10. Show up and do the work.

Go to all of your class meetings and do your homework. Sounds obvious, right? But it can be hard to balance priorities. Remember: Classes are better when you’re prepared, when you know what went on last session, and when you are focused. Doing your own work is the only way to learn.

11. Participate actively in class.

It’s hard to learn when you are not fully engaged. Take responsibility for your learning (and the money you are paying for it). Bring questions. Stay focused and involved. Share thoughtful comments. Your positive energy can ignite the classroom.

12. Enroll in learning community courses.

In learning communities, you take two or more courses with the same group of students. Even the teachers work together to connect topics. The results? Better friends. Better grades. And a deeper understanding. More»

13. Master the library.

Our library is a modern resource for engaging with information—on line, in print, from colleagues. The ECC library is packed with technology, group study spaces, quiet areas, and helpful staff. Whether you need to plug in or tune out, the library can help. More»

14. Develop a support network of friends who share similar goals.

Mutually supportive relationships make your educational journey easier. Surround yourself with people who want you to succeed and will help. Include family and friends, but don’t forget your teachers and staff. Build team you.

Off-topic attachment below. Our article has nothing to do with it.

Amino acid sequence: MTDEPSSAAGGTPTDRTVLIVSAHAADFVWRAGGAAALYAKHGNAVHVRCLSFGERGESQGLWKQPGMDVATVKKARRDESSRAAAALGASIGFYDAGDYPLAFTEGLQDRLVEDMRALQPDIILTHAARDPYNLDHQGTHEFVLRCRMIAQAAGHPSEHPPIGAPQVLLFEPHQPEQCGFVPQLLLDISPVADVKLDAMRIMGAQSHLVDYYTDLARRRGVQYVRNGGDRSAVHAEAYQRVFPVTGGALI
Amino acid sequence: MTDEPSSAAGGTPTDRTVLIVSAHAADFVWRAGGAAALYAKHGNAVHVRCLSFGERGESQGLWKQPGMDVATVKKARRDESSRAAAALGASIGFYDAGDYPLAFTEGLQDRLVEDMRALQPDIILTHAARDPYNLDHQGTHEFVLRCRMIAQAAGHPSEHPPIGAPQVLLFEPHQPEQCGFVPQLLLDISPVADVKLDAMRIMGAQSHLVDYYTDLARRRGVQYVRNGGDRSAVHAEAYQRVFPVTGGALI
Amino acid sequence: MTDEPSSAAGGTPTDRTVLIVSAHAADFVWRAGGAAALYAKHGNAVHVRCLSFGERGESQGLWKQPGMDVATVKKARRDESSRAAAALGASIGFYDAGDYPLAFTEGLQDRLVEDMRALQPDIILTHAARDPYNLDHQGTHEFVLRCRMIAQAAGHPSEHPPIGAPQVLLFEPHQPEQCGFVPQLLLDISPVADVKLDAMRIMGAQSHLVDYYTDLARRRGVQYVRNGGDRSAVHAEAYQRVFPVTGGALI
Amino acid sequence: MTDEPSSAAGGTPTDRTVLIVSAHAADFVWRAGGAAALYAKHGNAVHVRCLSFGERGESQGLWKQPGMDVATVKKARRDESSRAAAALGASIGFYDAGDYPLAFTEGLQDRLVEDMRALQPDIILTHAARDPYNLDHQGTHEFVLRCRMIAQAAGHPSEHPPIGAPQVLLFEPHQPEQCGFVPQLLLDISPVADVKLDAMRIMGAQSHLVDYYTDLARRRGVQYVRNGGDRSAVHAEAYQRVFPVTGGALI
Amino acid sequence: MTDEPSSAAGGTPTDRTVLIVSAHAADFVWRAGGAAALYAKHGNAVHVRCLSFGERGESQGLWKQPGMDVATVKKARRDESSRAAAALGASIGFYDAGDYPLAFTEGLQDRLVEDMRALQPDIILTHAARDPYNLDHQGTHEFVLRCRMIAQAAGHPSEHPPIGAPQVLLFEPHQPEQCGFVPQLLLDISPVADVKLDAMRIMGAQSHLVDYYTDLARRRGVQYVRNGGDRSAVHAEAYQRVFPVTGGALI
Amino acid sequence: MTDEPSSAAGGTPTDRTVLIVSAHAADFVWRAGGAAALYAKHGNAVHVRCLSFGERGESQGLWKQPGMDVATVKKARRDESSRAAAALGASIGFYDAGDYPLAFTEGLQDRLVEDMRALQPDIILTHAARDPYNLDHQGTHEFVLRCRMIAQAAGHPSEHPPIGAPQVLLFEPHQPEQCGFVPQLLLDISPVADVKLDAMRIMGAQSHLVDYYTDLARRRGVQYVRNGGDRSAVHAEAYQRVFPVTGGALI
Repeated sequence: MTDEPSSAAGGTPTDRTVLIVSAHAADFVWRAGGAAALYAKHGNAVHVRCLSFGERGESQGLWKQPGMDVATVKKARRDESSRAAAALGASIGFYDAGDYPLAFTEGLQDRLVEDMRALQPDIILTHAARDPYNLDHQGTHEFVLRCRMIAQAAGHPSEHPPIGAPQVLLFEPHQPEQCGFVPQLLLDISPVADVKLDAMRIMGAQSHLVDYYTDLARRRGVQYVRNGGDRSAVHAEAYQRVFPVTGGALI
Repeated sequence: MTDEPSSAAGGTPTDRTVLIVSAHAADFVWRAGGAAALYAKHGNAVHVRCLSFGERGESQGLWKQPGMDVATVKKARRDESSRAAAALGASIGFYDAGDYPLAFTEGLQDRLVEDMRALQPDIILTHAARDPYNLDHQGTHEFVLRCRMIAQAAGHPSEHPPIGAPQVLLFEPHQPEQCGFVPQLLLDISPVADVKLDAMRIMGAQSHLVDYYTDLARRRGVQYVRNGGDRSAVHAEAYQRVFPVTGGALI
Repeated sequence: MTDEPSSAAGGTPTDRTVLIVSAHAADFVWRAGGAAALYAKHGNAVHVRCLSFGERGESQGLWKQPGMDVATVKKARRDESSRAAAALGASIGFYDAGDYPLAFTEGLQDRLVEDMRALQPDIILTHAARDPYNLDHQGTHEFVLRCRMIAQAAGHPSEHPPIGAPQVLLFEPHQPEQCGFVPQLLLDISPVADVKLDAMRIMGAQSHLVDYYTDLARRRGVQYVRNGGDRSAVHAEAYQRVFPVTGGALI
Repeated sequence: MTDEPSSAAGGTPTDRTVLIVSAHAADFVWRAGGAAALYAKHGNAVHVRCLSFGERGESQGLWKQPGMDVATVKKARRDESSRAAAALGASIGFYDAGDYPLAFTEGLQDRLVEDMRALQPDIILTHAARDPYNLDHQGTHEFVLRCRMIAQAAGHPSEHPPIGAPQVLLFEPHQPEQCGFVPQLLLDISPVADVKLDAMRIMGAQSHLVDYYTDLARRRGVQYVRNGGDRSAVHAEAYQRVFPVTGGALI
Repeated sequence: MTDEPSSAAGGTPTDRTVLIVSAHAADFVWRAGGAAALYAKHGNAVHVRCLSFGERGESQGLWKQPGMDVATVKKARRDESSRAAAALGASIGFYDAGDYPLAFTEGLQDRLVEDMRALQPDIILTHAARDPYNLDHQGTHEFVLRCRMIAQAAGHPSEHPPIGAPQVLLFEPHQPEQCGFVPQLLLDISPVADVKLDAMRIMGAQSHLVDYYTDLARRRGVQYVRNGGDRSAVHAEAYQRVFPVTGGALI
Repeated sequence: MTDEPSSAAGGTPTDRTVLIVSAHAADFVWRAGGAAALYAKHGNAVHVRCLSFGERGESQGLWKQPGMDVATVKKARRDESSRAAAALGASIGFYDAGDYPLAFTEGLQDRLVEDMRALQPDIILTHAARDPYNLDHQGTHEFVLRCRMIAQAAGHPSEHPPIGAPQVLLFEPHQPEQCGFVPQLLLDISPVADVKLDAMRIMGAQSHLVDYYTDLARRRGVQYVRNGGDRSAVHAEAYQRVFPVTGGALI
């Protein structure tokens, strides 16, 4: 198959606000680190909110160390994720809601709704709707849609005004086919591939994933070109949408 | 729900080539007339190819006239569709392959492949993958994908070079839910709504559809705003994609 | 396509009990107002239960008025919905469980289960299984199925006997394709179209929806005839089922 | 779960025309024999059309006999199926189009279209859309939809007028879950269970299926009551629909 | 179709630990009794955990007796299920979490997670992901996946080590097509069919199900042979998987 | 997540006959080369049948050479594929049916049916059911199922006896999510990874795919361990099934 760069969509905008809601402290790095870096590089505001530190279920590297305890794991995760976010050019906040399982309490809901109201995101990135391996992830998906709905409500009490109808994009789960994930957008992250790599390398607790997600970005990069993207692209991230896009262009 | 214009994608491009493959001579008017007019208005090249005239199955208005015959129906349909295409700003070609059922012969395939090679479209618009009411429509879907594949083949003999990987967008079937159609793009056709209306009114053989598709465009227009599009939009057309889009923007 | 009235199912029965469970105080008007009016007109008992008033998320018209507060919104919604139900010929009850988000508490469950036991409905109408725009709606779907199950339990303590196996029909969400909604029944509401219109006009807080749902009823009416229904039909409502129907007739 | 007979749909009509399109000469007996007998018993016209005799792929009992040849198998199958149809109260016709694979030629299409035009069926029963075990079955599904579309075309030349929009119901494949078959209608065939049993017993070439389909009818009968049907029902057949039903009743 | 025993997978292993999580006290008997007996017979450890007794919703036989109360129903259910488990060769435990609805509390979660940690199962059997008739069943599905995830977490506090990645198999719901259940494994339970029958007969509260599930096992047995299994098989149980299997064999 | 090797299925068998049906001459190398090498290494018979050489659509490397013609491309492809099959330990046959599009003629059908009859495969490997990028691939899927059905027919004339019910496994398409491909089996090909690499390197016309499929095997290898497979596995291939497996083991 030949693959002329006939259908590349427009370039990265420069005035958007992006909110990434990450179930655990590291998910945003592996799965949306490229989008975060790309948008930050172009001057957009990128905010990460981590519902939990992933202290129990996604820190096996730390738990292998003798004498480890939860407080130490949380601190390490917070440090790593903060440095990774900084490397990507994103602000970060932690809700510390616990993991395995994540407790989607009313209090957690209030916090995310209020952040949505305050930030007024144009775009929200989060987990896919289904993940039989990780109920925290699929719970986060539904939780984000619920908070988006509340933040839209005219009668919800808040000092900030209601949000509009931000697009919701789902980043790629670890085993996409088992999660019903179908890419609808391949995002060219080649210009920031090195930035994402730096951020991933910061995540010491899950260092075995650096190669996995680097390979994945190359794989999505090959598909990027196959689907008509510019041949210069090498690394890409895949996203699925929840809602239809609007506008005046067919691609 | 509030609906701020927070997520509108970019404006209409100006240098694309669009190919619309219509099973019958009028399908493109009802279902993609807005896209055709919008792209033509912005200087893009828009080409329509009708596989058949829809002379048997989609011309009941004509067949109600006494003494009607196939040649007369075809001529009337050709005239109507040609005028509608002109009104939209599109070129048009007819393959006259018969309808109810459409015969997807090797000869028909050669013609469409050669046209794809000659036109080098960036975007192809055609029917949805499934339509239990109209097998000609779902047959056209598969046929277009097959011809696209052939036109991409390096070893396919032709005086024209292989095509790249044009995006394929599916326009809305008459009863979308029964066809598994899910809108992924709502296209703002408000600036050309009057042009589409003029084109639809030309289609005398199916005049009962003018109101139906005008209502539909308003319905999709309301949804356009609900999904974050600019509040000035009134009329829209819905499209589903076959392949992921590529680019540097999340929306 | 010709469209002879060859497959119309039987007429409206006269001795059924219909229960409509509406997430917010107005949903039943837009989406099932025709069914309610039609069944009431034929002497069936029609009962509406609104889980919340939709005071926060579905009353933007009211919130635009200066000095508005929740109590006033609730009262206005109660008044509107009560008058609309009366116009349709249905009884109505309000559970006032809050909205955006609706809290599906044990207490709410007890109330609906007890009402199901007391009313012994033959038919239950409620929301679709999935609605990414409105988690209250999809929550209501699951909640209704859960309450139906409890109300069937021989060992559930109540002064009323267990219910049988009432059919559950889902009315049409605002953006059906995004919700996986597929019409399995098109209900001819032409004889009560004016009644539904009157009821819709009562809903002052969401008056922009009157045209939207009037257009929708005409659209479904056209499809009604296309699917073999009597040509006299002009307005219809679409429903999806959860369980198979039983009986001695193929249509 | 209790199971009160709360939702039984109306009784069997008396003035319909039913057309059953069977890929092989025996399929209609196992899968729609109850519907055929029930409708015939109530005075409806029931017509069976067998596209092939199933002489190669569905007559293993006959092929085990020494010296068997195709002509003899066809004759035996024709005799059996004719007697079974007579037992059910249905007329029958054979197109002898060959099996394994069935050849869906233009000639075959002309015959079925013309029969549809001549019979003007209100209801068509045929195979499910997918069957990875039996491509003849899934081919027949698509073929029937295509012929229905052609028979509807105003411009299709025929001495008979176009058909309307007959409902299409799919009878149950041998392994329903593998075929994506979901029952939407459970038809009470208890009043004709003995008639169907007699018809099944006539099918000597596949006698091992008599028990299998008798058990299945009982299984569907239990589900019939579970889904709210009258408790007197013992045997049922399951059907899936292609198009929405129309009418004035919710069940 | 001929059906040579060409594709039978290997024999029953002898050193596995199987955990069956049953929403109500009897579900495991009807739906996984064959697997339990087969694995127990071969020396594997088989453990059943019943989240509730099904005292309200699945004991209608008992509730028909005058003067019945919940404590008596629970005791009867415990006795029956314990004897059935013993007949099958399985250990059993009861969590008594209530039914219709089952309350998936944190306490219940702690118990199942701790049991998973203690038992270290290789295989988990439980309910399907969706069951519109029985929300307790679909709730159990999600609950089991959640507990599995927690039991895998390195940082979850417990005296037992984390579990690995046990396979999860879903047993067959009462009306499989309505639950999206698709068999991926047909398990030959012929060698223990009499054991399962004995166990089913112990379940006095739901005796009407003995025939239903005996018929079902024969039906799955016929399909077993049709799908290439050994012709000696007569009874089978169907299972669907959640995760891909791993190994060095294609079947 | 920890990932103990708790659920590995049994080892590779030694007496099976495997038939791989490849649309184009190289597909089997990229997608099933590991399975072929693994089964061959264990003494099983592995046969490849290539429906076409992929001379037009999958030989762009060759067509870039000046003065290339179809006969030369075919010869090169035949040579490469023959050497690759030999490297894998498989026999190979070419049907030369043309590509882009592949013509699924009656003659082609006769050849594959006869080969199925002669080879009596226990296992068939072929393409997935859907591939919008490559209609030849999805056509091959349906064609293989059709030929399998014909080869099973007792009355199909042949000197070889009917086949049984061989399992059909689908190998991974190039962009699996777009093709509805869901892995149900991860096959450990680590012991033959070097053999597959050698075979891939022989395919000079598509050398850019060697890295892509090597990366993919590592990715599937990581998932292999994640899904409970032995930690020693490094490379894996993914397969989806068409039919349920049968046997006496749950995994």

15. Find a mentor or role model.

Most of us need someone to encourage us along the way. Completing your educational goals is a long process, and it helps to talk to someone who has travelled a similar path already. Connect with someone on campus or in your community who is willing to advise and inspire you.

16. Become proficient in desire 2 learn (D2L) and the student portal.

These online spaces are packed with information tailored just for you, available 24/7. D2L keeps you up to date on classes, like your own digital calendar and filing cabinet. Over 85 percent of ECC classes use D2L, so master it now. The portal (including your student email) is the main way ECC communicates important messages. Check it often. More information on: accessECC Portal | D2L

17. Practice balance.

Study. Eat. Sleep. Work. Laugh. Exercise. You’ve got to take care of your body, mind, and spirit. No one else knows everything that is on your plate, so you have to manage your own priorities and achieve balance. Being flexible and self-aware are key.

18. Protect your time to achieve your goals.

To succeed, you must put your needs first. You have to act on purpose to get to where you want to go. Consistently choosing actions that move you toward your goals will yield results faster than focusing your energy elsewhere. Let friends, family, and work know when a crunch time is approaching, that you need their support, and that you might not be available to them.

19. Believe in yourself.

Be brave. Be confident. We all have obstacles to overcome, and the biggest ones can be our own doubts. If you are struggling, let a teacher, counselor, or friend know. Pep talks are free and effective—even ones you give yourself.

20. Make meaningful choices.

College is a time of transition. You will change. Remember that your choices have an impact on your friends and family, your college, and your future. While you’re here, you can become the person you choose to be.